Precious Lessons Learnt from Seniors
Respecting people who have experienced life more than ourselves is one of the most important traits in the Chinese culture. And it takes many forms.
You can show respect by giving up seats, trading places in the line, letting them to have your breakfast table (you know, restaurants in downtown), giving discounts, providing better services etc. I want to share some knowledge of our culture because many Chinese behaviors are quite puzzlers to people who haven’t spent much time with Chinese people.
“Respect the elders” must be the words that I have been reminded the most. It’s a beautiful gesture and practice because older people are usually smarter. Not necessarily a bigger book-smart but definitely a much bigger street-smart than you can imagine. The lacking of traditional education due the unfortunate timeline hasn't downgraded the intelligence level of Baby Boomers, instead made them representing the toughest generation of people.
For instance, my dad is a very smart man who can assimilate knowledge like no other man but couldn’t apply to a high school because educational facilities were pretty much torn down at the time. Because of his resiliency and curiousness of the beautiful planet we are living in, he has become one of the most successful people in our entire family, in a very young age.
Befriend with Seniors
Either in life or at work, befriend with the seniors. Listen to their advice, life lessons, conclusions and observe their solutions on solving problems and dismantling social disagreements. With some people, you can learn a lot solely by watching aside. Don’t speak, just watch. Believe me, it’s way more challenging than you think.
Allow me to share a personal story with you:
Back in high school when I used to hustle for some soda money, I made efforts on fixing computers, delivering newspapers and even translating documents. Having a multilingual background finally came to a good use.
As a baby chick in a world of grown up roosters, I didn't understand many essential manners in the business world. Or the world in general. And one of the most vital rules of social interactions are credibility.
My dad got me a job to translate a huge menu for his buddy's Chinese restaurant. Because he knew me more than I did, the first thing he did was to caution me to be thorough with the content and precise with the deadline. Well, as a 15-year-old packed with unlimited confidence and invincibility, I brought neither to the table.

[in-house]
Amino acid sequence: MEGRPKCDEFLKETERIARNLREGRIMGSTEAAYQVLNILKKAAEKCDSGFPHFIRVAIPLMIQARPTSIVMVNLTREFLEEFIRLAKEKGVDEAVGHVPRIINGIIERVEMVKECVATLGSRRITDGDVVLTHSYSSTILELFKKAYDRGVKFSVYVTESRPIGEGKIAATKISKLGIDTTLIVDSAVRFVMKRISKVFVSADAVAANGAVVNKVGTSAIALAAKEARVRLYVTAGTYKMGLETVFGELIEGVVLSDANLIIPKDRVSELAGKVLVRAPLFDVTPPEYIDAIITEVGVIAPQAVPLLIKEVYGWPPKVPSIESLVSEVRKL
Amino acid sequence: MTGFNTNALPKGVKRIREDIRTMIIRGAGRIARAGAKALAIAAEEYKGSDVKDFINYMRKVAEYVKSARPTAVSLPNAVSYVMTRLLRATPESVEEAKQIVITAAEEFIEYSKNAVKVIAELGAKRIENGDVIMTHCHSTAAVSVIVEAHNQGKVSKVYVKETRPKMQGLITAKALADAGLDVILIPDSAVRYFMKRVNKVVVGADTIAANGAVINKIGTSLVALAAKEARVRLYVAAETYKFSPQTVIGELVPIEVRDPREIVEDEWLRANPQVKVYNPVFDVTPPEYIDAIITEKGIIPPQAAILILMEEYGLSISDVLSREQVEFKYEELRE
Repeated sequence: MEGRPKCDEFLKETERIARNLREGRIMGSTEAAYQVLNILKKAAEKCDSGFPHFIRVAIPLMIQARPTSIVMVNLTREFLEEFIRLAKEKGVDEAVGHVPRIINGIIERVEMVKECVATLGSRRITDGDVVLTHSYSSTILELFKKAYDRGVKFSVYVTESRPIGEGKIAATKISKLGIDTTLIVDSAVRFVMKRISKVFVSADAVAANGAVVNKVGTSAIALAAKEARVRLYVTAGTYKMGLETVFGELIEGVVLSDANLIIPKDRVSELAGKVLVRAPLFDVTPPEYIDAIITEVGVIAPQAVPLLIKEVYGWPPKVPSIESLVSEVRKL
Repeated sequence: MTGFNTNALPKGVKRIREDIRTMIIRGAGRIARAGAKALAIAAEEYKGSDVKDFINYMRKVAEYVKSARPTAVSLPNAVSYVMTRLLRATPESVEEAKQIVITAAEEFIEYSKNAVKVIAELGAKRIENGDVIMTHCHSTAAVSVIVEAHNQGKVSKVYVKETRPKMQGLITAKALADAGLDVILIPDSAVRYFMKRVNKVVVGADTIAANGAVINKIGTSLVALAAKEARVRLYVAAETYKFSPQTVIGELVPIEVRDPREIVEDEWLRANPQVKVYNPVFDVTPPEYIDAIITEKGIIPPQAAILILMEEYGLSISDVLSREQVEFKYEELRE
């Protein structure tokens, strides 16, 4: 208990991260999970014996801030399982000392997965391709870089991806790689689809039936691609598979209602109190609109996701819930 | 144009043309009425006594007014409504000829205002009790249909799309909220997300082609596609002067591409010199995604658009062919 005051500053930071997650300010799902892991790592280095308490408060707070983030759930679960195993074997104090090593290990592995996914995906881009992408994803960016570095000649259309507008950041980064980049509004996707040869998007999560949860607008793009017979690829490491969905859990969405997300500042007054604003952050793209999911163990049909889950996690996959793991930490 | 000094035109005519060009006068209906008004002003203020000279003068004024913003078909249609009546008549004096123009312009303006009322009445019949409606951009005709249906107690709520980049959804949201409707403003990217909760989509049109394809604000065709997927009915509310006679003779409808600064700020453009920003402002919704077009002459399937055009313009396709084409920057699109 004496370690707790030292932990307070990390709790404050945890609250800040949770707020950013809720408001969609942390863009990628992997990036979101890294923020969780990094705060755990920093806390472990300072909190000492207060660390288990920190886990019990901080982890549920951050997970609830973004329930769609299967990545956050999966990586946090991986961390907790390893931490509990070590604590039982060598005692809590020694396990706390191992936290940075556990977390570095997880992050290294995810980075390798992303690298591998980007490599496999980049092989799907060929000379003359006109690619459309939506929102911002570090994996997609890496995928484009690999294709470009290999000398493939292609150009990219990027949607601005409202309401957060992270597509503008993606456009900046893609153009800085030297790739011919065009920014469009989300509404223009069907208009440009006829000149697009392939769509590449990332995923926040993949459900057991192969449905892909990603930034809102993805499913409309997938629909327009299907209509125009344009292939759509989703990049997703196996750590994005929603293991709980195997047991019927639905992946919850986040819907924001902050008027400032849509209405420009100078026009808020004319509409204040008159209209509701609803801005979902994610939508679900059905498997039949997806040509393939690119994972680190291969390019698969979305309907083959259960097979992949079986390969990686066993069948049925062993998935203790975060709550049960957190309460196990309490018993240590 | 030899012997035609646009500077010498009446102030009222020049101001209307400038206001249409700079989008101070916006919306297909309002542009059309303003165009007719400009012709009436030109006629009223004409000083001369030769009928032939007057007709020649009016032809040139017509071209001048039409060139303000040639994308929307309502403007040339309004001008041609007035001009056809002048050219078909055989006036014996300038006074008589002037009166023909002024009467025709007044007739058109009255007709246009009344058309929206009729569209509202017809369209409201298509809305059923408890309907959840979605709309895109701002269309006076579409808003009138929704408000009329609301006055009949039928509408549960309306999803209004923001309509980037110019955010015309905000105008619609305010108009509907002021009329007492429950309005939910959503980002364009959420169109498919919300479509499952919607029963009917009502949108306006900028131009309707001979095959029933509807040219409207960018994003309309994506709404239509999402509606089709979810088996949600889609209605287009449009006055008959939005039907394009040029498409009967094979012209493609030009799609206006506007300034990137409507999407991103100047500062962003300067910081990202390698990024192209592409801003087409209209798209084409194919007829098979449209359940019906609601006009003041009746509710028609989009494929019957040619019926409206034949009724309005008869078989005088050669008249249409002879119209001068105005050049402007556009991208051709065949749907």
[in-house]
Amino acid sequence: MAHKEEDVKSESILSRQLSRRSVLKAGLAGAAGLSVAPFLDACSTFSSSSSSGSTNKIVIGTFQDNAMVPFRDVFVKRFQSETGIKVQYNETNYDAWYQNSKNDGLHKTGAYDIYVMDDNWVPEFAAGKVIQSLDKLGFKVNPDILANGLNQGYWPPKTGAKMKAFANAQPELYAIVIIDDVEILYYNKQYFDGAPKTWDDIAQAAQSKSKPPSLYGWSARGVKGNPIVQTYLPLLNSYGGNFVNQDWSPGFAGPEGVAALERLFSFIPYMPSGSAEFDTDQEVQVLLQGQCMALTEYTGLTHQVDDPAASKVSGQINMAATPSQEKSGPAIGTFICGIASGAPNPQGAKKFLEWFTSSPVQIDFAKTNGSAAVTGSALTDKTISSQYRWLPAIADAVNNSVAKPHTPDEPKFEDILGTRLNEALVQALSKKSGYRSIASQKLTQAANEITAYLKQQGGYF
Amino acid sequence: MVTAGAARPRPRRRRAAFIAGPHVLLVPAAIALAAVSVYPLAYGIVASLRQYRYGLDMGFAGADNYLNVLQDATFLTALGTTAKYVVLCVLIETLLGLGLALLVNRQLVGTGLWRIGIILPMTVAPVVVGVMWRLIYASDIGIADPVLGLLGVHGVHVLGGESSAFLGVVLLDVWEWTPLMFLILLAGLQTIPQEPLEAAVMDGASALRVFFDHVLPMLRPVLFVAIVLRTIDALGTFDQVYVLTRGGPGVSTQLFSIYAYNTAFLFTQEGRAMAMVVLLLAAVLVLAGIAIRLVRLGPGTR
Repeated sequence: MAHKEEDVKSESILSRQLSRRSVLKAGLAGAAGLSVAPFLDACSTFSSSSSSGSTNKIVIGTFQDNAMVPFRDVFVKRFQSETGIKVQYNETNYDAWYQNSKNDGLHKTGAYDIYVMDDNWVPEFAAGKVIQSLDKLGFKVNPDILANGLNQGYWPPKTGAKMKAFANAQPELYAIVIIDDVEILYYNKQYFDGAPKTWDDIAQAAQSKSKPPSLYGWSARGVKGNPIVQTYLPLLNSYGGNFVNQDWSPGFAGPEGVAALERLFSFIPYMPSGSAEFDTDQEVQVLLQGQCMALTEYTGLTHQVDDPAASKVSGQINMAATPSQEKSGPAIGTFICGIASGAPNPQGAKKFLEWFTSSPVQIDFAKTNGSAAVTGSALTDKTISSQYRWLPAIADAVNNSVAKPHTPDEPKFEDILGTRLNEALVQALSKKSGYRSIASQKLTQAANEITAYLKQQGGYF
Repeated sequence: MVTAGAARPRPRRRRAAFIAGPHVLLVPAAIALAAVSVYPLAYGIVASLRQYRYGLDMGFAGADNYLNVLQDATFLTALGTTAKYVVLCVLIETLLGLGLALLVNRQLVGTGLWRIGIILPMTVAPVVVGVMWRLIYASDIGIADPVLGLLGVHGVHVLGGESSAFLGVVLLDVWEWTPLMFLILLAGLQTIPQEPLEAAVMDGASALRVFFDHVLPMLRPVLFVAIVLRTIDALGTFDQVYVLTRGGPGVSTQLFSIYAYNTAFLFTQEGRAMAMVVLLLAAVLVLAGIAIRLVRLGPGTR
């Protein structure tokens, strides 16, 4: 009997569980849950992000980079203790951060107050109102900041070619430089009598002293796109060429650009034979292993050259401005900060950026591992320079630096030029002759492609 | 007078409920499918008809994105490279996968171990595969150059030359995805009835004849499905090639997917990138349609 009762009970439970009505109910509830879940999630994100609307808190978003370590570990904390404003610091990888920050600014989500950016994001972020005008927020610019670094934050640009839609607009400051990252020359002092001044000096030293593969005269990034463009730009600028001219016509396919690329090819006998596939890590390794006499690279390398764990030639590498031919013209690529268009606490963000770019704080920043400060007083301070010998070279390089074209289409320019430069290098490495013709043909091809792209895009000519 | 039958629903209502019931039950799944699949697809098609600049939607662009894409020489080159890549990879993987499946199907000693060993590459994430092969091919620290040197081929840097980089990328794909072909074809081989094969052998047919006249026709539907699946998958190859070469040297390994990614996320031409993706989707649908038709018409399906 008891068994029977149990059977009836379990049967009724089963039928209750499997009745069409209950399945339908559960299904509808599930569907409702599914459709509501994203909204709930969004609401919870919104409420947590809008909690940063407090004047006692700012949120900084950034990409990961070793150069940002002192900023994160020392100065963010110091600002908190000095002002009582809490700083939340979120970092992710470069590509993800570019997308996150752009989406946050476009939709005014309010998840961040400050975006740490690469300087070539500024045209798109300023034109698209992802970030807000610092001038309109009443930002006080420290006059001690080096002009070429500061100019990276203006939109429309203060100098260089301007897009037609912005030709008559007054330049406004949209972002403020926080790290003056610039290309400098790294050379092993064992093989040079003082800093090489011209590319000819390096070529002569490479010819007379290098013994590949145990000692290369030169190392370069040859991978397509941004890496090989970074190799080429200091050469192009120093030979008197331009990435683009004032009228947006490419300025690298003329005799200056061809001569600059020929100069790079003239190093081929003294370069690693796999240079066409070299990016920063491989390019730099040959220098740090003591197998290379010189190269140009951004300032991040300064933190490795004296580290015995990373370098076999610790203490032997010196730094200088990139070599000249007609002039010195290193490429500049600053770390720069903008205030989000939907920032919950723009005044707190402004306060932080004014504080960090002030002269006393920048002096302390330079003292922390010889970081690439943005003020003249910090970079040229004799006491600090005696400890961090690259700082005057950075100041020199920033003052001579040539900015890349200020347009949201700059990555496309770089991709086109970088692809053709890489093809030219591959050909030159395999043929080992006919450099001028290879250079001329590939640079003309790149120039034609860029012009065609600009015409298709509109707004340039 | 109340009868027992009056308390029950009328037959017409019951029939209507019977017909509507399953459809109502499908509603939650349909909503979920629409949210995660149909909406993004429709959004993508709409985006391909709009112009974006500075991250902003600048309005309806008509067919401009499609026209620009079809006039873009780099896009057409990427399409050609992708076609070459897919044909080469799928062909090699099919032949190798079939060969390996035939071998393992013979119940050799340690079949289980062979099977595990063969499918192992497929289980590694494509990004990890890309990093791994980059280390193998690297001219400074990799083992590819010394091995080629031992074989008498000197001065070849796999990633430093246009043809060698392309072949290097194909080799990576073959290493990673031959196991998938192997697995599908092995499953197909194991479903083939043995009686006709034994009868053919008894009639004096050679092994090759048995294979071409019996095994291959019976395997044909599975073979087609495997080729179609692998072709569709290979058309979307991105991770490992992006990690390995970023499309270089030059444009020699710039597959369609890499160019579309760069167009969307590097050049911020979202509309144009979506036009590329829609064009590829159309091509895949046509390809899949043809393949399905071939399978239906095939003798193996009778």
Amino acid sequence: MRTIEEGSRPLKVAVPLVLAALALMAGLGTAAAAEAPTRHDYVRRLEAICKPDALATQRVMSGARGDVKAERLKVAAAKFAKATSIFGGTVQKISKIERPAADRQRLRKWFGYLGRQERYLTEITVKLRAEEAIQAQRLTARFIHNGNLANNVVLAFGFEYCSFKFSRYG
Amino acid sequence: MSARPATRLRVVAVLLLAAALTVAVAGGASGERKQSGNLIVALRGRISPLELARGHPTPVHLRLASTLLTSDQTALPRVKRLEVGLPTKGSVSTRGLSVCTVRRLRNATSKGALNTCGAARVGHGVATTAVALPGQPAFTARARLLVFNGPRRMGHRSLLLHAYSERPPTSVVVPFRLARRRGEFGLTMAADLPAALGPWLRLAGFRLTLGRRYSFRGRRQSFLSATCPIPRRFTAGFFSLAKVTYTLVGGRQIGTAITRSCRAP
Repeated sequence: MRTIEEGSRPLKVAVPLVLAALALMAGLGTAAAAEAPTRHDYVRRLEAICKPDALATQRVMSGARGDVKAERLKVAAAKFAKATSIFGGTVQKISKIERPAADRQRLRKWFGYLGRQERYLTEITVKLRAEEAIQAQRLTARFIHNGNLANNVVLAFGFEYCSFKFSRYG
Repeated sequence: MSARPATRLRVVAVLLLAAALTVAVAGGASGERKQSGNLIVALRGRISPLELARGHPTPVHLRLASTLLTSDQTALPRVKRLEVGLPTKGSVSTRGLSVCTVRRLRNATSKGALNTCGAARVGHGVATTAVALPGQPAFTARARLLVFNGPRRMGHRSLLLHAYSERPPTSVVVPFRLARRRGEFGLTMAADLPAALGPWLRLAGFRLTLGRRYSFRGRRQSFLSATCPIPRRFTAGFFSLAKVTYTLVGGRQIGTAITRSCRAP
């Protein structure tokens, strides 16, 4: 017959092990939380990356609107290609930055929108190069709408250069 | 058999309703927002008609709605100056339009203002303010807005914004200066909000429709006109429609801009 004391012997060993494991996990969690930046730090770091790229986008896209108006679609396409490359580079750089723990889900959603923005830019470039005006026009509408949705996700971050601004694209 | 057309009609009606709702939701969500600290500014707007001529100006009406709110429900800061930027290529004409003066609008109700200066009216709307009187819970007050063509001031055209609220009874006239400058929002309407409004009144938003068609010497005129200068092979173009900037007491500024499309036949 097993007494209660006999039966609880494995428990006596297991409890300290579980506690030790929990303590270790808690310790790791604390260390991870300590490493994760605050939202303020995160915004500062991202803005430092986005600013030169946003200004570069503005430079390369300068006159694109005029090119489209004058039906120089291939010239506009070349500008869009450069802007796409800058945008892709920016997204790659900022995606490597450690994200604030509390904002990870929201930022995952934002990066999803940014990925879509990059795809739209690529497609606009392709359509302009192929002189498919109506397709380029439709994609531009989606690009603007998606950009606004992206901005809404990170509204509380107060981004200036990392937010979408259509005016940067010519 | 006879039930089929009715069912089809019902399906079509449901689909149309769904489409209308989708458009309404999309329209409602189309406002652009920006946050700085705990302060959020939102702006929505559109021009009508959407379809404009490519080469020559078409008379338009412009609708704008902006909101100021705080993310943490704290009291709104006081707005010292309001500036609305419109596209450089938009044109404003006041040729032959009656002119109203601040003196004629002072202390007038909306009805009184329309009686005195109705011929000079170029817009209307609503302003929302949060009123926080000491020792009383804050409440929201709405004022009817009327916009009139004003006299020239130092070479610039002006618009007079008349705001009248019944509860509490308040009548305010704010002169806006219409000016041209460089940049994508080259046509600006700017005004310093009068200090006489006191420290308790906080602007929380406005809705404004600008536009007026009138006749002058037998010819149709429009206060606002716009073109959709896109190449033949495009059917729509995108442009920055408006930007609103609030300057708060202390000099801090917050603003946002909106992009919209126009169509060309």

You can predict the end results. Yes, you are right. I was late and didn't deliver proper contents, and that cost me my accountability. Reliability and accountability are very important attributes when it comes to working with other people...which occurs daily. My dad got my back and turned down the deal, and covered the fee in silence. On top of that he paid me for the job saying the money was from his buddy.
Well, in that point you must've been thinking "Such a wonderful dad." or "That over-confident kid didn't deserve the money." or "Why is his dad spoiling his kid like that?" Maybe these questions didn't pop up in your head but sure it happened to me.
Now what were the lessons and wisdom behind the whole story?
Accountability - Despite the fact of me losing accountability, my dad covered for me in hope of rescuing at least a bit of it. He wanted to show respect to the gig provider that no matter what, we accept our fizzle and that we are willing to compensate for any lost time or money. And by we I mean my dad. He made an effort to show me that failing in a task may or may not create problems, but always remember to compensate for mistakes.
If reliability is not in the game, admit the failure and try to fix things up.
Never Brag - After an incident like that, many parents would have scolded their kids to the deepest hell because of the embarrassment and dishonor to the family (and the children themselves). Most of the times parents are worried about the untrustworthiness their children establish for themselves but the expression oftentimes are brought out in a wrong way.
My dad contrariwise, induced the notion into my unconscious imperceptibly. He fabricated a similar job for me but this time with a very tight schedule. In that way, he wanted to test my efficiency on implementation and gave me another chance to proof my abilities to be accountable.
I did in in time but without a payment because he told me about the results of my previous job afterwards. It was surprising, agonizing, fun and intriguing.
These lessons have affected my life and attitude utterly since then and I'm very grateful for my dad for his patience, persistence and exhilaration. There are numbers of other lessons that I have been taught along my adolescence years and I'd love to share them with you...next time because I want to keep you - my beloved readers - breezy and fresh.
Until next time and thank you for reading!
This content is accurate and true to the best of the author’s knowledge and is not meant to substitute for formal and individualized advice from a qualified professional.
© 2019 Davie Chen